Convincing teens to get more sleep can be hard next to that natural hormonal shift in circadian rhythms - they may genuinely not feel sleepy until two hours later than normal. 

This later bedtime also clashes with early school starts, creating a 'sleep debt' that chases tiredness into everyday learning and activities.  

As children grow older, their lives get busier, with social, school and part time work responsibilities eating into their sleep time. 

Many of these social and leisure activities increasingly involve exposure to screens with over-stimulating entertainment on them, and greater amounts of blue light which disrupts the body's production of melatonin - the brain chemical responsible for sleep. 

Alongside peer and social pressures to stay awake longer, teens can fall into a vicious cycle where sleep-deprivation makes their brains more active, inhibiting sleepiness. 

For more on the causes of sleep loss among teenagers, head here

The risk 

The impacts of this sleep deprivation are distinctly negative. 

Numerous studies have found lack of sleep leads to increased excessive daytime sleepiness, which in turn results in concentration difficulties and poorer academic performance. 

It can also lead to physical health issues, says Chris Seton: "We think bad sleep in adolescence predicts later problems related to moods, heart disease, diabetes, obesity."

Perhaps the biggest impact during teenage years, however, is on learning and cognition abilities, notes Seton.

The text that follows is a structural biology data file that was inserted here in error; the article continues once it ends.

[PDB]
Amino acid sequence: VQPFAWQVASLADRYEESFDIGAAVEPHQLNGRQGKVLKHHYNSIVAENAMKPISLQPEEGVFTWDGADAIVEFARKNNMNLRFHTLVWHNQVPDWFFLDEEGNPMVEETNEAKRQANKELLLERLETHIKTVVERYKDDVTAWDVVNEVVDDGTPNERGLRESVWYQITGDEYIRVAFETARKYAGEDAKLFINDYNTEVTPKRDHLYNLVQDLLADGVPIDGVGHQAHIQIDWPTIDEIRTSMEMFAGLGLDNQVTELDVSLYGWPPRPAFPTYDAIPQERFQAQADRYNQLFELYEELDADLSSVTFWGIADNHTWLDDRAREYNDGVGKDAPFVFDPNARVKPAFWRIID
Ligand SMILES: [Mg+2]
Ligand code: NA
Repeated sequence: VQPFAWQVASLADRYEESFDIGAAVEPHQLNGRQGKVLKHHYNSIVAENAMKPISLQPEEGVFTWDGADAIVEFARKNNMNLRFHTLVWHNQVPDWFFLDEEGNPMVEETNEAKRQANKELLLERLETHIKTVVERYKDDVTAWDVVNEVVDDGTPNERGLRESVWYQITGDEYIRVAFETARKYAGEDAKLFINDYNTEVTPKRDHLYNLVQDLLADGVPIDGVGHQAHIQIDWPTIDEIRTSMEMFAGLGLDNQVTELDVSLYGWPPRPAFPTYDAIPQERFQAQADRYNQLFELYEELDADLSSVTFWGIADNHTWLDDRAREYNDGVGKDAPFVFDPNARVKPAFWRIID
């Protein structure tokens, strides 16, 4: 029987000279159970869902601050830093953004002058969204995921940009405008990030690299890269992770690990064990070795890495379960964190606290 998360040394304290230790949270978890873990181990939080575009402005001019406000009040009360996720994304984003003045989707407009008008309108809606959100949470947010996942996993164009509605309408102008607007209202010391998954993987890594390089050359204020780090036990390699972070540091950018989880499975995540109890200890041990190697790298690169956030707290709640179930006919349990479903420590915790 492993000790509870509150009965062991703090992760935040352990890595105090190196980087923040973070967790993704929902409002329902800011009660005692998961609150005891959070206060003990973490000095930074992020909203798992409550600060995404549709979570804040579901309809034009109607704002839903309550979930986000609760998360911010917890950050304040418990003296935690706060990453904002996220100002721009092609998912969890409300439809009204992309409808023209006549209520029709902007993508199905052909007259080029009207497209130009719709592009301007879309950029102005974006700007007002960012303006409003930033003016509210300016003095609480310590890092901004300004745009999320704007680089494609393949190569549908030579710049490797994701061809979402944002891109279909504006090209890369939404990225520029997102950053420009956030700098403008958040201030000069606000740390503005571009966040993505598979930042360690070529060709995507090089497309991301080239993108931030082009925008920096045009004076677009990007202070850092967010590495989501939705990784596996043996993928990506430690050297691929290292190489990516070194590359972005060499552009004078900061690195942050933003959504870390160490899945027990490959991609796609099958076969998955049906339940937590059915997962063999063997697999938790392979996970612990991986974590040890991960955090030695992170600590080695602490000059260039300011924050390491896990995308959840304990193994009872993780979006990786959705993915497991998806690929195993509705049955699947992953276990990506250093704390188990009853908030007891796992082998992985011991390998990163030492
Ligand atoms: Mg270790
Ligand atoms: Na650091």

"If you're in a classroom you need good sleep the night before you learn because otherwise you can't establish short term memory," he says. 

"Deep REM sleep consolidates learning," says Seton, converting short-term memories into long-term memories. 

Other impacts can include: 

  • A shortened attention span 
  • Poor mental health, particularly around depression 
  • Mood swings and aggression 
  • Difficulty making decisions, and critically analysing situations
  • Lack of enthusiasm and slower reflexes. 

"We think bad sleep in adolescence predicts later problems related to moods, heart disease, diabetes, obesity." 


Chris Seton advocates a very strict pre-bed routine to get sleeping times back to normal. 

Around 45 minutes before bed, he recommends a hot, deep bath with light reading or music,  followed by a snack and a warm drink before heading to bed. Blue light should be avoided. 

"It's like boot camp, it's very, very strict," says Seton. "After four or five weeks the brain gets used to this so that when the bath comes, the brain is already thinking about sleep ... These are called sleep onset cues." 

Gradually, a 'fading bed time' is introduced, where the pre-bed routine starts earlier, to "fool the body clock."

He says the younger the brain, the less time it will take to retrain it this way, estimating Jasmine would take about four to five weeks to get into a normal sleeping pattern. 

Despite trying some these techniques, Judith Kotz admits they've never sustained them longer than two weeks.

Other things to look into are increasing opportunities to nap during the day and keeping sleeping spaces dark and cool. Drinking caffeinated drinks and alcohol before bed should be avoided. 

Further resources include, Sleep Shack, an online program designed to create individualised sleeping schedules for teenagers. 


Insight looks at the sleep problems plaguing Australia and what we can do to ensure we're getting enough shut-eye | Catch up online now: 

Source Insight